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How should the NCAA decide who makes the tournament?

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Not how they do now.

There are a number of things wrong with the way the NCAA selection committee currently goes about deciding the 68 lucky teams to participate in March Madness, but the most glaring is its lack of transparency. Of course there are selfish reasons for which they are not perfectly transparent–the NCAA almost certainly benefits from all the hype generated by “bracketology” forecasts and the revenue made from Selection Sunday. And it is now tradition for teams and fans alike to eagerly watch the selection show, praying for a high seed for their favorite and critiquing the committee’s decisions like the wannabe pundits they are.

But none of this is in the spirit of the game. All hell would be raised if professional sports leagues ditched their objective metrics for clinching a spot in the postseason. And with billions of dollars at stake, it is possible, even likely, that some bribery or rigging would occur. So why do we let the NCAA operate behind closed doors?

The reason the NCAA is subjective about these decisions is because, historically at least, college sports standings have been hard to measure objectively. With 300+ teams, about 30 games in a season, and wildly disparate conference strengths, using any traditional metric, like win percentage, would be nonsensical, unless you’d prefer seeing Gonzaga and a handful of mid-majors occupy the top three seeds each year.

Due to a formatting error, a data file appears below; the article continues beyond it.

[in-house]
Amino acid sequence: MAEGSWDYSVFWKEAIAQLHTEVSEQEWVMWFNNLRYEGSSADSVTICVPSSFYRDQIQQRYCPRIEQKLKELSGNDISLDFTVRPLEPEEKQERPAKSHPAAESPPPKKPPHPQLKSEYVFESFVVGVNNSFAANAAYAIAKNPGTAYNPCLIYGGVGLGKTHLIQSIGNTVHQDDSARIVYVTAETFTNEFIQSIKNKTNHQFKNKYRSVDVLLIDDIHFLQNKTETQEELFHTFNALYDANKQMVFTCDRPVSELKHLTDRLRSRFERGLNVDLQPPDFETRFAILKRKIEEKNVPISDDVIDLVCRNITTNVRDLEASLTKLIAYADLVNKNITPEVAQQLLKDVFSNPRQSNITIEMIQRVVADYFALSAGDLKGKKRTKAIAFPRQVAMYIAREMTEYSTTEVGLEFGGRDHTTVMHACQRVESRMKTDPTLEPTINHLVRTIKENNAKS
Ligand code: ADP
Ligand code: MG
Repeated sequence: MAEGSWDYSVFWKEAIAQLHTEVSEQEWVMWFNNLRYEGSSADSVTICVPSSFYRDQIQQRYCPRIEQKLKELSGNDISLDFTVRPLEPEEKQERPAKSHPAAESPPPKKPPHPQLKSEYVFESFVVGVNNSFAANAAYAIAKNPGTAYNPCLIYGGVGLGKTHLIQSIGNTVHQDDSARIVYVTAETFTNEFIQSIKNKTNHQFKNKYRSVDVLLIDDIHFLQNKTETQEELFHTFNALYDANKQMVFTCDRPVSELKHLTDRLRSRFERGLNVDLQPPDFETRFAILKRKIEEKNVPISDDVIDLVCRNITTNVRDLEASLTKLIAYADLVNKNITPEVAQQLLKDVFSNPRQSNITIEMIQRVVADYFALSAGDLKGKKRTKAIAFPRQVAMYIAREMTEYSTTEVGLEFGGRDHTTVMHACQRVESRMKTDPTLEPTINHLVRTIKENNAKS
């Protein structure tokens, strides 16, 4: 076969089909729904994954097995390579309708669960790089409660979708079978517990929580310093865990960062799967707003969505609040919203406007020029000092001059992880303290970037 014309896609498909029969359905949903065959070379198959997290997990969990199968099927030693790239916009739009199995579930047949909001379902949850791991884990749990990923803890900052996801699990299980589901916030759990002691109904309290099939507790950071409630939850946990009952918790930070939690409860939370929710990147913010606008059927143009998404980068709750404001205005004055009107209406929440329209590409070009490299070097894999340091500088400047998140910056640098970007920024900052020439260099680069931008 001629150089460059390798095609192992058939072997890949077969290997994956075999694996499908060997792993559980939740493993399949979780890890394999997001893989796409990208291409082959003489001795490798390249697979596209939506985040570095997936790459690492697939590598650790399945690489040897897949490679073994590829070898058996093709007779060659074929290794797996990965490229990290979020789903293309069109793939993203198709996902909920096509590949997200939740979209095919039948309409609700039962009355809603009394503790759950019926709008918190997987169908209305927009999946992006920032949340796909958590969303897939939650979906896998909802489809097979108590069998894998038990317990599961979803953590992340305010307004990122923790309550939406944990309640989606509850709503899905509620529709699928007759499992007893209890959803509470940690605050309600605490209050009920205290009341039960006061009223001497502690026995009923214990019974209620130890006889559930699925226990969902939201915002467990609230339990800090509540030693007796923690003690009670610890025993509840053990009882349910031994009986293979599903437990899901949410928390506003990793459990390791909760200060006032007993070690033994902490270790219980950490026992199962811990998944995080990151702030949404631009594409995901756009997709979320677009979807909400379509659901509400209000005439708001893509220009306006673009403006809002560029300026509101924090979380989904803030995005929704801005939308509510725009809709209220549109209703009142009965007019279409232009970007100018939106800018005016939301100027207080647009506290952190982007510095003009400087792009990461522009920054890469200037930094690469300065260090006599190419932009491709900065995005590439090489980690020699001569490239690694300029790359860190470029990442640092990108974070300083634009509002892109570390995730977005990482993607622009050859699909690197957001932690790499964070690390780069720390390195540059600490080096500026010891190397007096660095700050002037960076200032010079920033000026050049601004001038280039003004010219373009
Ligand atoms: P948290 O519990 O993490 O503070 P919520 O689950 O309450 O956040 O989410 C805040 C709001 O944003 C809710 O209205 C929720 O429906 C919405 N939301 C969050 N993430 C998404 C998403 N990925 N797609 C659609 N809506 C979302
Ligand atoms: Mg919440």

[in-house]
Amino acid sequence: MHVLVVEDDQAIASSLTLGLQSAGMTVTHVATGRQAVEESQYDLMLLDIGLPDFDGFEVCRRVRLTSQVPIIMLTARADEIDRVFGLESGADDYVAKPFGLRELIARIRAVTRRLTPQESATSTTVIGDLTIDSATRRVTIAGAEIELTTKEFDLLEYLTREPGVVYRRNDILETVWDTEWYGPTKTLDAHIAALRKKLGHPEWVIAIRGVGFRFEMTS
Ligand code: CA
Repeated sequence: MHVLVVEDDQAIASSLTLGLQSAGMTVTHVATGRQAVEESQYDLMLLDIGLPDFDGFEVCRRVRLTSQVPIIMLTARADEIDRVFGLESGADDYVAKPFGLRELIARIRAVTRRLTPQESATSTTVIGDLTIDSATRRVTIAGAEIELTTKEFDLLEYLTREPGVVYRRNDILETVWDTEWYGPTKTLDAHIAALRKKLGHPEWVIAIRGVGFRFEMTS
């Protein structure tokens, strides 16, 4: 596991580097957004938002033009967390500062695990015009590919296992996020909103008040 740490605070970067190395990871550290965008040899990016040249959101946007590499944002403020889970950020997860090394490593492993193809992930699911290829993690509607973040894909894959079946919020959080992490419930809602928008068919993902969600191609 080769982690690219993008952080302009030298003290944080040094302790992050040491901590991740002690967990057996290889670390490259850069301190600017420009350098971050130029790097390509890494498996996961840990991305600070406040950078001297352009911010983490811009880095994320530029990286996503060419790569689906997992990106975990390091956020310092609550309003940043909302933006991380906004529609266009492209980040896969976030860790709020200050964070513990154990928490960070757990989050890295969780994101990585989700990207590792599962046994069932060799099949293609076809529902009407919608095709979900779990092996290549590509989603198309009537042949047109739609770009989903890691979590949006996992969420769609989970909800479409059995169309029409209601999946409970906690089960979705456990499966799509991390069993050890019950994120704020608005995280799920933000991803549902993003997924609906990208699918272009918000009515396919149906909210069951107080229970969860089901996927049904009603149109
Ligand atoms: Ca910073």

But it does seem that increasing the objectivity of tournament selections is of interest to the NCAA. Beginning with RPI, the NCAA has used various metrics to inform their decisions. And perhaps they would have relied on RPI entirely if its inventors could have done any advanced math and created an index that was not arbitrary garbage. But last year the NCAA announced the NCAA Evaluation Tool (NET) as RPI’s replacement, making a strong step in the right direction despite continuing to operate in secrecy.

In a perfect world two things would happen: (1) The NCAA would rely upon an objective metric to make selections and seeding entirely, without any personal deliberation, and (2) this metric would be similar to the NET, but modified in a couple ways to accommodate the true spirit of the game.

As far as ranking models go, I believe the NET is a good (fantastic by NCAA standards). But I think it is only good as an objective predictive tool, and has no place in the selection process.

The problem with the NET is the same as the problem with BPI, which is that they each incorporate margin of victory and location into their models. It seems that the NCAA was trying to do their own version of what KenPom and Sagarin have famously done for years, and for this reason created a model that used the same variables. But advanced metrics like KenPom, Sagarin, and now the NET should not be used as an evaluative tool because that’s not what they are; they are predictive tools. And this difference is crucial. Whereas for predictive models the question of what variables matter is an objective one (what makes the best predictions?), evaluative models require a more philosophical approach.

So the question is, what variables should matter in evaluation? Or put a different way, for what variables do we want to reward teams? And to this question I answer that two variables should matter: a team’s wins and losses, and against whom those losses occurred.